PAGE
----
So why did Turner stop Imagine(ing)?
By Team MxMIndia
Just when the Hindi general entertainment space was getting interesting with the top 3-4 players all coming within sneezing distance of each other in the numbers game, the industry was jolted by news of the closure of Imagine, which given its pedigree, was launched with much fanfare not many moons ago. From shock to sadness and even rage (at least on the social media) admirers and naysayers were seen on an overdrive trying to piece the chain of events that had led to the downfall of the channel that was seeing red for some time now.
This was in stark contrast to the kind of emotions that were flying thick and fast exactly a year ago, when Turner General Entertainment was merged into its parent company Turner Broadcasting System Asia Pacific, Inc. The emotions then were almost similar to what the channel heads were going through when they flagged off the channel more than four years ago, making it one of the most loud and admirable launches of the time. While anticipation and expectations were riding high on the faces of each and every member of the team at launch, the same was the scenario during the merger exercise last year as the company was probably taking a last shot in reviving the fortunes of the network to see themselves battle against the competent lot at the top. But all that was not to be as tribes from the world of media and outside woke up to the news of the channel shutting down yesterday.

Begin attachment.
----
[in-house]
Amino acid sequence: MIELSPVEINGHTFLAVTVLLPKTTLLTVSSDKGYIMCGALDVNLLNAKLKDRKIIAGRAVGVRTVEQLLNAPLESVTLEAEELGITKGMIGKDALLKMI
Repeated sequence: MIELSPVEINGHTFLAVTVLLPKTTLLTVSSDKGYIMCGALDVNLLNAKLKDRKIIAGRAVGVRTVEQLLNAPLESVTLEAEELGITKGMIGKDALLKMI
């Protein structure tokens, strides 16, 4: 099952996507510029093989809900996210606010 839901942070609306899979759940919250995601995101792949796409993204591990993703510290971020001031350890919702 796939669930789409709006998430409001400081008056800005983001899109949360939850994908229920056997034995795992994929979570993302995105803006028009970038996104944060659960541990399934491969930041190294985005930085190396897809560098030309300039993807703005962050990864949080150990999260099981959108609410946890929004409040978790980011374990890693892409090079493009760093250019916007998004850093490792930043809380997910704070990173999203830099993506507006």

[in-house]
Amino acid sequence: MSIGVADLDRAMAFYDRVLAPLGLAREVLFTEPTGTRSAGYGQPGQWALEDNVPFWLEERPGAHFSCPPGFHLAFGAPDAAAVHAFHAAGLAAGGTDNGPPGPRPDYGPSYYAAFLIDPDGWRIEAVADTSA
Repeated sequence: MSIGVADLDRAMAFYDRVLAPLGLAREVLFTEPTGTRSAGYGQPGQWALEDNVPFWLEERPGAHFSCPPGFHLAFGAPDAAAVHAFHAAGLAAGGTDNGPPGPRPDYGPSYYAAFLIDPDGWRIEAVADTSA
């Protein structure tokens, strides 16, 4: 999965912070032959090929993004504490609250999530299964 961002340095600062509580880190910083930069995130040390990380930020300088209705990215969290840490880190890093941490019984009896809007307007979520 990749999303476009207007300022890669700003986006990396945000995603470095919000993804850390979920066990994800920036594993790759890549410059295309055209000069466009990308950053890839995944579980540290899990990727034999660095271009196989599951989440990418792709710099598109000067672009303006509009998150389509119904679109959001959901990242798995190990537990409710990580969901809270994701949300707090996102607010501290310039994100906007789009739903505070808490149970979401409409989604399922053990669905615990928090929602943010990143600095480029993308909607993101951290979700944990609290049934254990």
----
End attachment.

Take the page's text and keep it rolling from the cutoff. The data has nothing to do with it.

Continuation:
Replying to questions put forth by MxM India (read interview), Siddharth Jain, Managing Director- South Asia, Turner International India Private Limited put it out right and straight as he said: “This is a carefully considered business decision based on performance of the channel. We invested substantially and put all possible resources behind Imagine TV throughout. As in any other business, the investments were directly linked to reaching a certain performance benchmark. However, in the two years Imagine did not grow or perform as per expectations and as a result, Turner made the carefully-considered decision to cease operations of the channel.”